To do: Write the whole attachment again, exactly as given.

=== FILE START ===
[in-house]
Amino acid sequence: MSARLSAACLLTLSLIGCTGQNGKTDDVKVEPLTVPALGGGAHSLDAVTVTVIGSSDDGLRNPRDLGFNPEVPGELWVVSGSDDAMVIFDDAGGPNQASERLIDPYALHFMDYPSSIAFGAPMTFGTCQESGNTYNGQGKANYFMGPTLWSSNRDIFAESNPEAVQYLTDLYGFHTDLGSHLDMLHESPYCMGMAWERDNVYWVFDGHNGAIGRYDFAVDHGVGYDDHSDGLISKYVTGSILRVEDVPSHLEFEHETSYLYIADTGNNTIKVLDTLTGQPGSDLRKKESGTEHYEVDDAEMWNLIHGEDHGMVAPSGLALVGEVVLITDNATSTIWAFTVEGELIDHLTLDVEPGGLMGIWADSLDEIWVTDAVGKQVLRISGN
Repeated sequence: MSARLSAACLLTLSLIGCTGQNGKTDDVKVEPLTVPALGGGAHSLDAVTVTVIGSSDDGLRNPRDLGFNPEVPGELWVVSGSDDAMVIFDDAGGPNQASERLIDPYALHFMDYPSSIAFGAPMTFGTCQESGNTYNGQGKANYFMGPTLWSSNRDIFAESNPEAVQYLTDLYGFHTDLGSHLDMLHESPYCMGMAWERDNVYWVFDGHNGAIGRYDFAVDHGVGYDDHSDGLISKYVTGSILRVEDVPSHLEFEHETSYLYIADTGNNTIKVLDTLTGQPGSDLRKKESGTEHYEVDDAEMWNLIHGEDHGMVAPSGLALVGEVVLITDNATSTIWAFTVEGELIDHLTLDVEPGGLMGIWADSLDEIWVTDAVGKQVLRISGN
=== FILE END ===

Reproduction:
[in-house]
Amino acid sequence: MSARLSAACLLTLSLIGCTGQNGKTDDVKVEPLTVPALGGGAHSLDAVTVTVIGSSDDGLRNPRDLGFNPEVPGELWVVSGSDDAMVIFDDAGGPNQASERLIDPYALHFMDYPSSIAFGAPMTFGTCQESGNTYNGQGKANYFMGPTLWSSNRDIFAESNPEAVQYLTDLYGFHTDLGSHLDMLHESPYCMGMAWERDNVYWVFDGHNGAIGRYDFAVDHGVGYDDHSDGLISKYVTGSILRVEDVPSHLEFEHETSYLYIADTGNNTIKVLDTLTGQPGSDLRKKESGTEHYEVDDAEMWNLIHGEDHGMVAPSGLALVGEVVLITDNATSTIWAFTVEGELIDHLTLDVEPGGLMGIWADSLDEIWVTDAVGKQVLRISGN
Repeated sequence: MSARLSAACLLTLSLIGCTGQNGKTDDVKVEPLTVPALGGGAHSLDAVTVTVIGSSDDGLRNPRDLGFNPEVPGELWVVSGSDDAMVIFDDAGGPNQASERLIDPYALHFMDYPSSIAFGAPMTFGTCQESGNTYNGQGKANYFMGPTLWSSNRDIFAESNPEAVQYLTDLYGFHTDLGSHLDMLHESPYCMGMAWERDNVYWVFDGHNGAIGRYDFAVDHGVGYDDHSDGLISKYVTGSILRVEDVPSHLEFEHETSYLYIADTGNNTIKVLDTLTGQPGSDLRKKESGTEHYEVDDAEMWNLIHGEDHGMVAPSGLALVGEVVLITDNATSTIWAFTVEGELIDHLTLDVEPGGLMGIWADSLDEIWVTDAVGKQVLRISGN